Wednesday, July 18, 2018

Yasu on Harbord: The Best Omakase in Toronto

Tucked in a narrow white room on Harbord Street, Osaka-raised chef-owner Yasuhisa Ouchi serenades his patrons with the best sushi in Toronto. The city's first sushi-only omakase restaurant, Yasuhisa's edict is simple — "In a global world where borders are becoming seamless, Toronto can now have access to the freshest seafood like what we have in Japan." The chef can be found behind the bar night after night, carefully preparing each nigiri of the omakase meal, assisted by one or two sous chefs, with each course focusing on the freshest seafood flown in fresh from fish markets all over the globe. He uses classical methods to draw out the umami of seafood, with fish that is freshly sliced and placed atop warm, loose rice then brushed with a touch of nikiri soy for a perfectly balanced bite. In short, Yasu is all about capturing the essence of sushi. Seasonal ingredients are prepared at the sushi bar and served immediately for maximum flavour and freshness, for a true omakase sushi experience — served only just-warm, vinegar-seasoned rice draped with superlative fish, made to order right in front of you and served one single bite at a time. 

Our favourite omakase in the city, the menu is Ouchi's choice of 20 impeccably fresh pieces of edomae sushi for $135 per person, which can include Striped Jack from Kyoto, Ocean Trout from Scotland, Uni from Hokkaido, Horse mackerel from Portugal and Unagi from Nagasaki and sublime hay smoked Bonito from Japan. The fish selection changes constantly, and the sake pairings, served in glasses cradled in a traditional wooden masu box, are a delightful trip through the various styles of Japanese rice wine and well worth the price. For sushi enthusiasts, Yasu is an experience unlike like any other. Place yourself in chef Yasu's hands, and you'll leave in a blissful state of sushi 'oishii' every time.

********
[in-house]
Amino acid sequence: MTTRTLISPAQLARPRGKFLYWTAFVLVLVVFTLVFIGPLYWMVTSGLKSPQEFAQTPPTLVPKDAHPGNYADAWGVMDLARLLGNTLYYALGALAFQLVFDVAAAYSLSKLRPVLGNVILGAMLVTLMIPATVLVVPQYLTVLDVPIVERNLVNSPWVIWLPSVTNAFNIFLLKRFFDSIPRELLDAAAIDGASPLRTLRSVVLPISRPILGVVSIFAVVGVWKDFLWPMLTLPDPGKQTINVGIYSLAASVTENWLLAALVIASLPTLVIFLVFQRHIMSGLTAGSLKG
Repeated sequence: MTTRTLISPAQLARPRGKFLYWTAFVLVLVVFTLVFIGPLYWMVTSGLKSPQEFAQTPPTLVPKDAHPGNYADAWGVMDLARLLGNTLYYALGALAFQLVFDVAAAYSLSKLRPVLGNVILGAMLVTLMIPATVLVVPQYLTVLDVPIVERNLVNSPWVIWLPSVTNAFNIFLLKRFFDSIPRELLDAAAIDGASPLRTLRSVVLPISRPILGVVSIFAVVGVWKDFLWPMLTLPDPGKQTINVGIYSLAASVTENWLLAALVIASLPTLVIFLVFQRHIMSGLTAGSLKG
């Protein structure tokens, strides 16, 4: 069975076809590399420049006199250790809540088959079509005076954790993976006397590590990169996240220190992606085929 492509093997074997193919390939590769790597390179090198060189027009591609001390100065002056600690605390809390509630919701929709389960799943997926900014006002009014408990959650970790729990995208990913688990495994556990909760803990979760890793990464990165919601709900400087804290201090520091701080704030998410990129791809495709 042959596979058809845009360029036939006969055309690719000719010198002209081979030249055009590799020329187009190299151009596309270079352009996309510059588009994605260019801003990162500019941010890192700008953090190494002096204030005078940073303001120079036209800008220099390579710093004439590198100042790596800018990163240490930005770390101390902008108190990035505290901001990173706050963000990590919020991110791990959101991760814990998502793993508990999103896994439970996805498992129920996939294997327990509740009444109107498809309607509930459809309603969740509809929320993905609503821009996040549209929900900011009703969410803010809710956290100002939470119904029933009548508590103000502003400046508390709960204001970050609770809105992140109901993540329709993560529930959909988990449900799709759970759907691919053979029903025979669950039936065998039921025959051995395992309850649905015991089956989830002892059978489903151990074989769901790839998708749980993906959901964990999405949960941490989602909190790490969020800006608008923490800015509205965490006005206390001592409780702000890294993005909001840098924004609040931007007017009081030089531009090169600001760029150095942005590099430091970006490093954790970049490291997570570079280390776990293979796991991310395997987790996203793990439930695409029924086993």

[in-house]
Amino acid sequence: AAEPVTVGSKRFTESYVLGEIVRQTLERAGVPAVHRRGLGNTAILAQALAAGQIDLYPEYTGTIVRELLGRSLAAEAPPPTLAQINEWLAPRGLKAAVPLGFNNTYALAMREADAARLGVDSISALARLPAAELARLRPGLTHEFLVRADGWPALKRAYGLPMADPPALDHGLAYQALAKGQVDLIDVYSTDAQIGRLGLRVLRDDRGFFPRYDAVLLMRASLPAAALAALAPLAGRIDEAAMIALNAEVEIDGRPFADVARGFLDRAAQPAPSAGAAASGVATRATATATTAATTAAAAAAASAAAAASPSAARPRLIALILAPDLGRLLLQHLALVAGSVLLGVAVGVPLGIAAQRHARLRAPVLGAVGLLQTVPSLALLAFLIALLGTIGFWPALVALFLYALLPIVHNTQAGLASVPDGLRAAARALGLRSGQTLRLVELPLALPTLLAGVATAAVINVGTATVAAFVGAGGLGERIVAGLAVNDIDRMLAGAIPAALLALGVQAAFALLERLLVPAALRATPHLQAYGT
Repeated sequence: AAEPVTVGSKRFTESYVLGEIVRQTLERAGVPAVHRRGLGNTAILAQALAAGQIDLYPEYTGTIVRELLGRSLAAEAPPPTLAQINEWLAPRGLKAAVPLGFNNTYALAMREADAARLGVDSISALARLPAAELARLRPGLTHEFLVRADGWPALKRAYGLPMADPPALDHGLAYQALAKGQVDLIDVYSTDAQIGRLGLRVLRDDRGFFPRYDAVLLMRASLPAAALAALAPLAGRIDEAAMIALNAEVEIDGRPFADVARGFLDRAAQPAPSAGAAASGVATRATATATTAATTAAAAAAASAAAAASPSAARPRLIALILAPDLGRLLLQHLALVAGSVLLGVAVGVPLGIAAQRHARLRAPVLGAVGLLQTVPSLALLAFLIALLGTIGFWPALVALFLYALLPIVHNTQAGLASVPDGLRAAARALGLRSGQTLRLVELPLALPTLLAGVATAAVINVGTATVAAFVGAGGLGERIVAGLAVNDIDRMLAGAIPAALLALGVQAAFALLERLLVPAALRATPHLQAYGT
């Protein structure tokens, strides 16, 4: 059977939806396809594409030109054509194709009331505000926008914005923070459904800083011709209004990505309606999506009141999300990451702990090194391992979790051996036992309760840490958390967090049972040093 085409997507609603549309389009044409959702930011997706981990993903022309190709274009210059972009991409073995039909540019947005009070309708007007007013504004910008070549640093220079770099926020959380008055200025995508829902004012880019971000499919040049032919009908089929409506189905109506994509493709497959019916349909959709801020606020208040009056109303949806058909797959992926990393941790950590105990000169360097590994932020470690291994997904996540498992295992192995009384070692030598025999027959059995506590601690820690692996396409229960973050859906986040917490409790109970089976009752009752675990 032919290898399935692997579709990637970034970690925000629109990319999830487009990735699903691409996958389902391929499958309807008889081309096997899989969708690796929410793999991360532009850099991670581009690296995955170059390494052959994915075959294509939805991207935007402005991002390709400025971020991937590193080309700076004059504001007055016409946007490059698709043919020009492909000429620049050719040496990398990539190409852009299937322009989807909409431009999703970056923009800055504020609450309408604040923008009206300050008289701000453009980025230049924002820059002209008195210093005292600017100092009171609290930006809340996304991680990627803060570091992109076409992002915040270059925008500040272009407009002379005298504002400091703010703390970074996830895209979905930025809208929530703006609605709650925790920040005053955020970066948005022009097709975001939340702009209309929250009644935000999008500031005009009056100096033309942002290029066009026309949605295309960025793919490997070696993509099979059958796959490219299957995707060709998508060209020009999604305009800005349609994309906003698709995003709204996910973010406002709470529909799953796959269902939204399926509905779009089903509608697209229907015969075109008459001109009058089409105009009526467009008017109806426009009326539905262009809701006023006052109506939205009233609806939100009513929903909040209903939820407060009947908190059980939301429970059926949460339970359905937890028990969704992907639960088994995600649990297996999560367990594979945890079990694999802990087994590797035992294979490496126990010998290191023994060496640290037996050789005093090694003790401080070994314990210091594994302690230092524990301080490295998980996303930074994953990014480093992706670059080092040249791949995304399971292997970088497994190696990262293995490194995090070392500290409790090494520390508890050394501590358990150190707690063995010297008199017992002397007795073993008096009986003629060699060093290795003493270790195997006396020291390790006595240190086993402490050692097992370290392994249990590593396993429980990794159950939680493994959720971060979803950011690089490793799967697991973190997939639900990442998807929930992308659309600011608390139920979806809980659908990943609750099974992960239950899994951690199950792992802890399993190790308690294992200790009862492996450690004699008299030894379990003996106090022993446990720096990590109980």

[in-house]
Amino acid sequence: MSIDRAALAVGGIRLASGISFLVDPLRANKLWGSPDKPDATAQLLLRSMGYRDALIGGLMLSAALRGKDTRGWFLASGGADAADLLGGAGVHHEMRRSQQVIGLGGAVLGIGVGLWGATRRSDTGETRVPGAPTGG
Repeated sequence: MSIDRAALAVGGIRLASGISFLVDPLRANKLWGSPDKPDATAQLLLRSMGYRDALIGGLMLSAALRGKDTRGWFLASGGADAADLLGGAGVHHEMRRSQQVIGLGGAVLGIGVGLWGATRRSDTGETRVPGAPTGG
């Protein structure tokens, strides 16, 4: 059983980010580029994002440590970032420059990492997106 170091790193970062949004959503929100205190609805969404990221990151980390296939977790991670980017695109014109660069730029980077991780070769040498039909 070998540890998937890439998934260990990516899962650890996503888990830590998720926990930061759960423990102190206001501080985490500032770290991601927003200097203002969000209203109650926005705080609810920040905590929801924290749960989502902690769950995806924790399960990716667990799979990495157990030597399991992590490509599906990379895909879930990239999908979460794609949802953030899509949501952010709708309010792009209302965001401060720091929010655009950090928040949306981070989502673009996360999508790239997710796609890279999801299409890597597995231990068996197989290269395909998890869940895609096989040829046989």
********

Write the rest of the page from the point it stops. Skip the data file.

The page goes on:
Sous chef garnishing the oysters with tobiko and chopped scallions

The first Sake pairing of the evening, a Dassai 50 Junmai Daiginjo

Creamy, semi-dry, bright, lively and absolutely yummy

Premium Sea Urchin from Hokkaido, Japan

Chef Yasu's Premium Sashimi Plate with wild spot prawns from BC, bluefin tuna from Mexico, wild Japanese amberjack from Tokyo, scallop and uni from Hokkaido and Royal Miyagi oyster from BC

Royal Miyagi Oyster from the Strait of Georgia in British Columbia

Chef Yasuhisa Ouchi slicing the Japanese Striped Jack

Yoshinogawa Gokujo Ginjo Sake, our second pairing of the evening, and comes from the oldest 
brewery in the famed Sake producing region of Niigata Japan

Striped Jack from Japan

Tiny Sakura Shrimp in season from Shizuoka, Japan are also called 'Cherry Blossom' shrimp 

Chef Yasu garnishing the fluke sushi with seared fluke fin

Fluke with seared fluke fin

Horse Mackerel from Portugal

Dewazakura Dewano Sato Premium Junmai Sake from Yamagata, Japan

Rich and full bodied, this youthful dry-style Junmai Sake has a notes of bright fresh green apple and a delicious blend of subtle spice flavours

Ocean Trout from Scotland

Hay Smoked Bonito from Japan

Yasu sous chef preparing the Toro and Ikura bowls

Negitoro Bluefin Tuna from Mexico and Ikura Salmon Roe from Alaska

Homemade Fish Broth made from Japanese Striped Jack

Otokoyama Kimono Sake from Hokkaido

New Zealand Grouper with lemon juice and sea salt

Norwegian Mackerel with paper thin daikon wrap

Mexican Bluefin Tuna with homemade soy sauce

Lightly Seared Tuna Belly

Unagi Freshwater Eel from Nagasaki, Japan

Tsukasabortan Yamayuzu Shibori Sake, a yuzu infused pure sake from Kochi